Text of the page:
The defendant, Connecticut Oil Recycling Services, LLC, appeals from the judgment of the trial court denying its motion for attorney's fees, rendered on remand following the decision of this court in Total Recycling Services of Connecticut, Inc. v. Connecticut Oil Recycling Services, LLC, 114 Conn. App. 671, 970 A.2d 807 (2009). On appeal, the defendant claims that the court abused its discretion by (1) requiring it to itemize attorney's fees incurred for the litigation on three contracts and (2) denying appellate attorney's fees for its prior appeal. We affirm the judgment of the trial court.

The defendant also claims that the court improperly failed to consider the reasonableness of the defendant's requested attorney's fees and did not apply the factors set forth in Johnson v. Georgia Highway Express, Inc., 488 F.2d 714 (5th Cir. 1974). We do not reach these issues because we affirm the court's denial of an award of attorney's fees.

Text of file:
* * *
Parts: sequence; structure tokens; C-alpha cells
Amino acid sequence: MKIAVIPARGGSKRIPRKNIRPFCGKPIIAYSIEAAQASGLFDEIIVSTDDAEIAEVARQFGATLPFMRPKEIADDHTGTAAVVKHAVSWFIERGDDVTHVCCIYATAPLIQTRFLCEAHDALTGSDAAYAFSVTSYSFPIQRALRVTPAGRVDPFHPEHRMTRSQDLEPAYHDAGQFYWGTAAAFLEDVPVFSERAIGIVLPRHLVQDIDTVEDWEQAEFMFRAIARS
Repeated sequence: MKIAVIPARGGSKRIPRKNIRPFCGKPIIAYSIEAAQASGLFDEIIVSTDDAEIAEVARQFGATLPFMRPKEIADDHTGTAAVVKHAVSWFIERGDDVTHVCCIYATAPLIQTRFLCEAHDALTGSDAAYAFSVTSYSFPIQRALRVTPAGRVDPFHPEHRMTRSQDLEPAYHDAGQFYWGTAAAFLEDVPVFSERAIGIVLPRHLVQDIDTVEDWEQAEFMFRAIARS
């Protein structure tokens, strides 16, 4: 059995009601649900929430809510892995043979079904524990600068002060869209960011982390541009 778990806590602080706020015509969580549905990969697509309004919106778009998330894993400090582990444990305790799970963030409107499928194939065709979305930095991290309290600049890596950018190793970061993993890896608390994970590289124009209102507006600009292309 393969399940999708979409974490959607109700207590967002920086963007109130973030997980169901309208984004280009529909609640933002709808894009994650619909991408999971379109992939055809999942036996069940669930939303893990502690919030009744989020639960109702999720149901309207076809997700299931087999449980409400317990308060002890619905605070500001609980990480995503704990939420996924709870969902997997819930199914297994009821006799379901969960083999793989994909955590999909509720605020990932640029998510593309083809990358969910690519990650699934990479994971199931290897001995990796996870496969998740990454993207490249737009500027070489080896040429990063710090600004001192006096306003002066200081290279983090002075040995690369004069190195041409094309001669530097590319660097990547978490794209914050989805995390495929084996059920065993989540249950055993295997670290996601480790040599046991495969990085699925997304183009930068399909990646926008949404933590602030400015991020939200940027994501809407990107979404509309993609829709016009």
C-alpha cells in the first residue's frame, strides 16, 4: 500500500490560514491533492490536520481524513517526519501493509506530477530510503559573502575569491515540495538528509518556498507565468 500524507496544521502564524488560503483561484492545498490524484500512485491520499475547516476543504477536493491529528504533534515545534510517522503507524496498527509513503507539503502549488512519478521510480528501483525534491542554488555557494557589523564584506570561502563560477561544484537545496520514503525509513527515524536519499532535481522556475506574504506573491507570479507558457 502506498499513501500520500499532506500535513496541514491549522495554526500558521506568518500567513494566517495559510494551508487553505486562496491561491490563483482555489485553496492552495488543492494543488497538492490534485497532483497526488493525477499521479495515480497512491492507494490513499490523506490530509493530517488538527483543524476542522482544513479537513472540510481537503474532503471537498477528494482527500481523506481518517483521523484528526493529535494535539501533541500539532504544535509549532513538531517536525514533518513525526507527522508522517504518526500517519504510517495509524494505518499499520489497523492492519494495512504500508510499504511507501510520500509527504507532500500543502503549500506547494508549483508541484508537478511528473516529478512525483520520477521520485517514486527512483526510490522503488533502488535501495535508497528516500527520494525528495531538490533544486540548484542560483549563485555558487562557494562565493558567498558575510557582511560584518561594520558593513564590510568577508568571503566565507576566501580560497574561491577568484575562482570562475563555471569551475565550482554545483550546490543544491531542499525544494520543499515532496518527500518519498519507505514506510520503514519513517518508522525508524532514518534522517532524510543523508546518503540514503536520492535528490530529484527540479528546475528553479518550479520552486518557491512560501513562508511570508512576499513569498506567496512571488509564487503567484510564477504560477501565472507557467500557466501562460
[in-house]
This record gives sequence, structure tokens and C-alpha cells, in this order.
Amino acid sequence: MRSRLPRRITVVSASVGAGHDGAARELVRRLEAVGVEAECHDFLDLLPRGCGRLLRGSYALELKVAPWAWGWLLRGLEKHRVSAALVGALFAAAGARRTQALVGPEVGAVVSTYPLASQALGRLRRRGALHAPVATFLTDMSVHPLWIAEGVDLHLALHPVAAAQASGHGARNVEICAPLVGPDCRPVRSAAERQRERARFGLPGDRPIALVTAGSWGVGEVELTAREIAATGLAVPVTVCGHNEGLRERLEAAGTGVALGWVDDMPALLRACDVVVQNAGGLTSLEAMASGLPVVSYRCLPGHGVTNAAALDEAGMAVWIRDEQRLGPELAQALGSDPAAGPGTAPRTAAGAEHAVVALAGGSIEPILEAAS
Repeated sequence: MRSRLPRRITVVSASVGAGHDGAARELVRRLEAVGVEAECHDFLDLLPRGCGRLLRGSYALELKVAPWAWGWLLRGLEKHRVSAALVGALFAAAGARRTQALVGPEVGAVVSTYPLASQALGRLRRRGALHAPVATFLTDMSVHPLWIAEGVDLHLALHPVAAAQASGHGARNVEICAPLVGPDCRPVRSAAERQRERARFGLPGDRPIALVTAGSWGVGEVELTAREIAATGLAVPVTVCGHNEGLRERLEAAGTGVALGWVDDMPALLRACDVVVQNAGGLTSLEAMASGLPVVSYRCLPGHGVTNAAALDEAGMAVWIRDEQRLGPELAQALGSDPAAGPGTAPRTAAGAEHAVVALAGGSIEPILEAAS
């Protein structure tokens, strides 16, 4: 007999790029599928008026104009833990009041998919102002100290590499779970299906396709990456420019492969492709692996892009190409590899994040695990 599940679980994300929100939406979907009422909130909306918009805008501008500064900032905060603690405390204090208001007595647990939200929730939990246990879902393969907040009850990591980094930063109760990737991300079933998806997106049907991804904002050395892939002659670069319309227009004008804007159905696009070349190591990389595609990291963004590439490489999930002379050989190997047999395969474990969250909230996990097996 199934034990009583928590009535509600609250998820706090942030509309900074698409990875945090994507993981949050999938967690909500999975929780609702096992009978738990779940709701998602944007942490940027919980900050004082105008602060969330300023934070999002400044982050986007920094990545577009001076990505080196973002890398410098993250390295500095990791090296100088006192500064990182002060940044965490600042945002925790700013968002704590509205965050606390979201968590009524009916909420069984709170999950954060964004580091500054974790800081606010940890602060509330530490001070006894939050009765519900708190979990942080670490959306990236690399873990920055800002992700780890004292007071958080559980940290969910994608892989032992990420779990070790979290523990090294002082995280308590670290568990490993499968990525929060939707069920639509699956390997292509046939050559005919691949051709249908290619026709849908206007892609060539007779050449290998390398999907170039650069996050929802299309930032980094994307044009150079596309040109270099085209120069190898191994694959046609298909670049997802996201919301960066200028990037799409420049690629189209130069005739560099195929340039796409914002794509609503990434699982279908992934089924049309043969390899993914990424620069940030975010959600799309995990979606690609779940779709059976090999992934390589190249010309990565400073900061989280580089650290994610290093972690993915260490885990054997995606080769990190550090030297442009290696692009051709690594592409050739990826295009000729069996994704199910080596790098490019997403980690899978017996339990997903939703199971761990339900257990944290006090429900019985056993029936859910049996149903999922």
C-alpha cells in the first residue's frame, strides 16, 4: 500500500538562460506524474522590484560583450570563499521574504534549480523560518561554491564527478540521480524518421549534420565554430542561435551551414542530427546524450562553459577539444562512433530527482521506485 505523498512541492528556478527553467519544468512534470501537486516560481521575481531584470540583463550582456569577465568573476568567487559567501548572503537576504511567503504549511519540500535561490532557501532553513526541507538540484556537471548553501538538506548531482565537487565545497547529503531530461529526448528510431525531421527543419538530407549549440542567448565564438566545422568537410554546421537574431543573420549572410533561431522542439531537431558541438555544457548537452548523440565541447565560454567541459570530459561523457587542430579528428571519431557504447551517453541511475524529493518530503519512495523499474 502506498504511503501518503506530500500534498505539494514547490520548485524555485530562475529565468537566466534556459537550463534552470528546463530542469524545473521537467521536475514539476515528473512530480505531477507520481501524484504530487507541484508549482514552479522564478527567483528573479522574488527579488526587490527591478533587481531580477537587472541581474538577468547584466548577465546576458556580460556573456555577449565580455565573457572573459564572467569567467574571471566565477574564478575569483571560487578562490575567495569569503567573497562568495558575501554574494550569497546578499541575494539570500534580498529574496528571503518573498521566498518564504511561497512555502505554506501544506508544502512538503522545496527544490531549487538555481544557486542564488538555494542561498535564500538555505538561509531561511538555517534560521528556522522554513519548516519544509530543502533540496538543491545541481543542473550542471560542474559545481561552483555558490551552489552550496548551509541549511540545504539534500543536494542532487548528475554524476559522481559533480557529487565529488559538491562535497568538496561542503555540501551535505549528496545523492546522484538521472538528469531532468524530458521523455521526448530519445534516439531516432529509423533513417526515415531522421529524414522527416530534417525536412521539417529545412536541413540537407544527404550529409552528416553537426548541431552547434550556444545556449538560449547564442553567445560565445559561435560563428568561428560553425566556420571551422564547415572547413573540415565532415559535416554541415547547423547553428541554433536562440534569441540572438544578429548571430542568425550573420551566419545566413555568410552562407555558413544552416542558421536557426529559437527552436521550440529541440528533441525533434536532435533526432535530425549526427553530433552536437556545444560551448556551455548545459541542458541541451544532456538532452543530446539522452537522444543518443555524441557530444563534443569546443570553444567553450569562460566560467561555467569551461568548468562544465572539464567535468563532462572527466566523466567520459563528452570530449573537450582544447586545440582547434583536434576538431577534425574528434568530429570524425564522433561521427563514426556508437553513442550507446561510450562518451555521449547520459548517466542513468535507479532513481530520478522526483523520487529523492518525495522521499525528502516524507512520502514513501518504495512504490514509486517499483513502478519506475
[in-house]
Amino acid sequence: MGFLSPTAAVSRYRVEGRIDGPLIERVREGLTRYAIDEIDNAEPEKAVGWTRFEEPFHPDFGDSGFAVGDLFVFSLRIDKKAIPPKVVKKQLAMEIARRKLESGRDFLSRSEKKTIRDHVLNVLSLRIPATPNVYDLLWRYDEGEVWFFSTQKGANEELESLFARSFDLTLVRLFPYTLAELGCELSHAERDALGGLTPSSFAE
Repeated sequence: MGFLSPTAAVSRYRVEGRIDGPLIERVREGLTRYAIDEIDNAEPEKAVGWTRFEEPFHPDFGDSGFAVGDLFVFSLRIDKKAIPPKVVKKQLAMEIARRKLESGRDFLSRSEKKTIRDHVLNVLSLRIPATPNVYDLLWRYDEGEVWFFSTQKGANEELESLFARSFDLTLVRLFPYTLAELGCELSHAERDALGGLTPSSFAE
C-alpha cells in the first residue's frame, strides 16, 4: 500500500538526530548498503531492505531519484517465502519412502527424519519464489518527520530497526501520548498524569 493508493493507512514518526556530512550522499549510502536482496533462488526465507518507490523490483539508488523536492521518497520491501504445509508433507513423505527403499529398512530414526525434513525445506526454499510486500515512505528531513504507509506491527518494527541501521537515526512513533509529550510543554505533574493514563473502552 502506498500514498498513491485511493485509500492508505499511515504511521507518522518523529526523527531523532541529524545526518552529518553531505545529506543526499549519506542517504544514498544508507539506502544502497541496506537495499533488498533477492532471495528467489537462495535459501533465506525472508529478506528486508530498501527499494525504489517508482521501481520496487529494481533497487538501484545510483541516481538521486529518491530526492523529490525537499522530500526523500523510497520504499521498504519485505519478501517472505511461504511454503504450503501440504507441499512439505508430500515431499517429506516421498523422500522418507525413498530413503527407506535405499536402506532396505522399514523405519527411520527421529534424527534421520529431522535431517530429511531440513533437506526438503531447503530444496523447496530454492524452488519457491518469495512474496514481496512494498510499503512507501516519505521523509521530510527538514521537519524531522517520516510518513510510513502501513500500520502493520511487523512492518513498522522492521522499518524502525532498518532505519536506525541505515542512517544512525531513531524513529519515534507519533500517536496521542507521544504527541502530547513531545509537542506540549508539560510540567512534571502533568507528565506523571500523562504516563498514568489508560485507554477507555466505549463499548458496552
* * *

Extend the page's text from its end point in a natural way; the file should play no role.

The following relevant facts and procedural history were described by this court in Total Recycling Services of Connecticut, Inc. "In a four count complaint filed on October 19, 2006, the plaintiffs, Total Recycling Services of Connecticut, Inc. (Total Recycling), and Whitewing Environmental Corp. (Whitewing), brought an action to enforce their alleged rights under three contracts relating to the sale of an oil recycling business to the defendant. . . . The plaintiffs sought damages either for breach of contract by the defendant or for unjust enrichment of the defendant, claiming nonpayment of amounts due. The defendant denied any liability to the plaintiffs and filed a five part counterclaim for damages resulting from the plaintiffs' alleged failure to honor their contractual and statutory obligations to the defendant. The defendant also sought attorney's fees in accordance with the provisions of two of the contracts between the parties." Total Recycling Services of Connecticut, Inc. v. Connecticut Oil Recycling Services, LLC, supra, 114 Conn. App. 673.